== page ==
A Little Positivity
by Travis Hedge Coke
I am depressed. It is two in the morning. Family members are sick. Work is as reliable as the tickets from a broken skee-ball machine. I have been in serious pain most of the past four days and can’t take anything too heavy in case it jeopardizes my chances with COVID-19 which, as a high risk person, I am constantly nervous about. Comics professionals I respect, whose work I enjoy, are openly referring to anyone who is glad the Land-O-Lakes mascot is being retired are slurs I won’t repeat or just stupid. Many of them are actively conversing as if Natives are not alive and online alongside them.
I am disappointed in them, in many people, and I am disappointed in myself.
There is a TikTok video someone posted on Facebook, behind the Messenger windows I have open because I whine to those who will listen, especially at two in the morning. In the video, the cosplayer Ødfel is dressed up both as Jean Grey and her clone, Madelyne Pryor. And, she is lip-syncing to Ashley and Mary-Kate Olsen’s 1992 performance of Identical Twins.
Clones can be tricky buisness ? #duet with @odfel #Jeangrey #madelynepryor #jeangreycosplay #xmen #xmencosplay #marvel #twins #clone #clonesquad
Concurrently, while trying to bring up the second Teenage Mutant Ninja Turtles movie on Netflix, I realize there are three seasons of Miraculous: Tales of Ladybug & Cat Noir, somehow, and I do not believe I have seen more than two, and that’s my night gone. I already could not sleep, for the depression, the stress, and the fact my knee and my back are murdering me, but the Maddie/Jean skit and streaming episodes of Ladybug saving the day are going to be more welcome than just stressing, shaking, and feeling down on myself.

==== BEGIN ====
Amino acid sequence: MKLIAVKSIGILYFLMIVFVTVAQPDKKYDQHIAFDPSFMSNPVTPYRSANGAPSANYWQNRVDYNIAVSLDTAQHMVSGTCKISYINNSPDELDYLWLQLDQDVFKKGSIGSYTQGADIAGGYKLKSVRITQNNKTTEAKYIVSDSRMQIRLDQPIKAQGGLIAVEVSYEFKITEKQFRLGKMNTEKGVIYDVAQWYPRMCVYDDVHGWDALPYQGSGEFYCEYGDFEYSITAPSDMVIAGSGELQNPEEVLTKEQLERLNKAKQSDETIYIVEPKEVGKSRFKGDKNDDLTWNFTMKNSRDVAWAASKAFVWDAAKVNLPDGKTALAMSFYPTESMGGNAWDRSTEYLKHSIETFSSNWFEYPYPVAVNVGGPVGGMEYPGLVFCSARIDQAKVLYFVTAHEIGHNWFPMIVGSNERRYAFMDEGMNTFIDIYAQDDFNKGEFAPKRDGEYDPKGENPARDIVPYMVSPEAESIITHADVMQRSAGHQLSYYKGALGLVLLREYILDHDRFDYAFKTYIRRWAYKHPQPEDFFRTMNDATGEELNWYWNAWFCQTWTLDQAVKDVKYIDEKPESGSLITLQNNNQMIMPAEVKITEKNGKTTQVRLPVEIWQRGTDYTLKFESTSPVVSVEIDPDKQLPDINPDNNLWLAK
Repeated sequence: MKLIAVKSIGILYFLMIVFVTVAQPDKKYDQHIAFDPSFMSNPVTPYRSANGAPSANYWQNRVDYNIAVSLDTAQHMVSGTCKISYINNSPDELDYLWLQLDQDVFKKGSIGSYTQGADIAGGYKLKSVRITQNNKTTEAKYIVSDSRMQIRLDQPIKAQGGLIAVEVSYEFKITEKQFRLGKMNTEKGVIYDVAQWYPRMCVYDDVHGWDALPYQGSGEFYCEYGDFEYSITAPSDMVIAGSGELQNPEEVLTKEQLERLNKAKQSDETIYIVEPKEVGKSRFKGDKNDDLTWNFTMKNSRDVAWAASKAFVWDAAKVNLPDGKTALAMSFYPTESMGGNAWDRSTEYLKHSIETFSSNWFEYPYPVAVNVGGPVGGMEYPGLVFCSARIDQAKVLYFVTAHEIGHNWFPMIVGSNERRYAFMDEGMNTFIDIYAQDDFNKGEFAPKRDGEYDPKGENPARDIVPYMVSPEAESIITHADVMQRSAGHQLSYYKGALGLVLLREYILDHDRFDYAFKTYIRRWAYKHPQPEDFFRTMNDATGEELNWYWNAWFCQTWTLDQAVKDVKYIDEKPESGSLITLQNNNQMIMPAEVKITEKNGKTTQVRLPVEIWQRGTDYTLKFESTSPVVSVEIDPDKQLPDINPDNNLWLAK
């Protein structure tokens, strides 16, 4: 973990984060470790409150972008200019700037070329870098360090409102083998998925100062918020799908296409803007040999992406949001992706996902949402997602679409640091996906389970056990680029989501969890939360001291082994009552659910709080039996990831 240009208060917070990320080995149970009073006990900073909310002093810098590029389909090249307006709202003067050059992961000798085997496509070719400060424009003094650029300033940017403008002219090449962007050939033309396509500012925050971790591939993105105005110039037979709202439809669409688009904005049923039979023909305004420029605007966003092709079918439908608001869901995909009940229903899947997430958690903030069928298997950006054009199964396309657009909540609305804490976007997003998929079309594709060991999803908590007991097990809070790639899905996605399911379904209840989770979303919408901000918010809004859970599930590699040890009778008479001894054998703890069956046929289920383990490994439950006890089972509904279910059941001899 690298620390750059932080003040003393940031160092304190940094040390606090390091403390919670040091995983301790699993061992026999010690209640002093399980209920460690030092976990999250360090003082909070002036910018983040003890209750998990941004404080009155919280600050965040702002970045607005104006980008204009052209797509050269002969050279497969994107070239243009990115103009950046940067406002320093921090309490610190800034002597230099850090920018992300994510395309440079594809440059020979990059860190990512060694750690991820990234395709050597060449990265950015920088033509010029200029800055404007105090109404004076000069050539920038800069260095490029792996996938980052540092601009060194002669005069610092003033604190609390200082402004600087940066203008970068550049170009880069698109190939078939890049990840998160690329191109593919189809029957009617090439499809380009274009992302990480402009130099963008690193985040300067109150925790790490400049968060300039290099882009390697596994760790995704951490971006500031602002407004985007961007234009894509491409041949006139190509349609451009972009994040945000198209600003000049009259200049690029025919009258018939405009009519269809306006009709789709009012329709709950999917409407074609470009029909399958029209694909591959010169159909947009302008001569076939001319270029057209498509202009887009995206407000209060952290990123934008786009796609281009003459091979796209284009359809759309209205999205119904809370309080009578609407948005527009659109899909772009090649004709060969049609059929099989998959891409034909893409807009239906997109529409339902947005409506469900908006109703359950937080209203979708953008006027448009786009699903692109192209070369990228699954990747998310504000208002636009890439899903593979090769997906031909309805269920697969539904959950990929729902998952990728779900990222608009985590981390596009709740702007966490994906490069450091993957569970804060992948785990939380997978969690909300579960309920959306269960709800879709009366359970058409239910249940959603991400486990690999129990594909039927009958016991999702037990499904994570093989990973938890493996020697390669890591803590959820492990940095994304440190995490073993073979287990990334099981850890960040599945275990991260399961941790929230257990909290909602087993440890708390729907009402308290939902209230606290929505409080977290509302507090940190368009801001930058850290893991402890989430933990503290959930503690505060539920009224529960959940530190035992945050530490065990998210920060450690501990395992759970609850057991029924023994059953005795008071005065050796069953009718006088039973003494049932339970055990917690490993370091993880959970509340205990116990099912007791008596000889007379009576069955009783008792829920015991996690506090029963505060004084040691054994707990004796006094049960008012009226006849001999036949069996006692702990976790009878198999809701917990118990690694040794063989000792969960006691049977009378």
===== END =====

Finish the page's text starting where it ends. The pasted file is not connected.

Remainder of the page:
This is the power of comics beyond comics. It is, not to conflate the two too much, what superheroes can do best.
X-Men characters, Maddie Pryor and Jean Grey, are intimately and uniquely connected, but there really is not much history between them. Between men connected to them, but not between the two of them. Cyclops married both of them, and when he was married to Maddie, he pressed several others into obscuring that fact from Jean, in case Jean was still into him. This is played as not skeevy, but it’s skeevy. Cable, who often appears as an older man, or something a young man, is the thrown-into-the-future child of Cyclops and Maddie, while X-Man is the child of Cyclops and Jean from another reality, who for a long while dated a version of Maddie, who turned out to be actually another Jean.
I am, without checking, not sure if Jean and Maddie even have a conversation during the entire 1980s. Or, 90s.
We are allowed a little positivity, but just a little. As we’re saying this week, “for a treat.”
How great would it be, especially in X-Men comics where villains are frequently rehabilitated into heroes or at least, decent enough folks, if Jean and Maddie could have tea? If they could sit for a moment?
How great would it be if women in superhero books could have conversations with each other, and not be either sniping or a focus for conversation between men?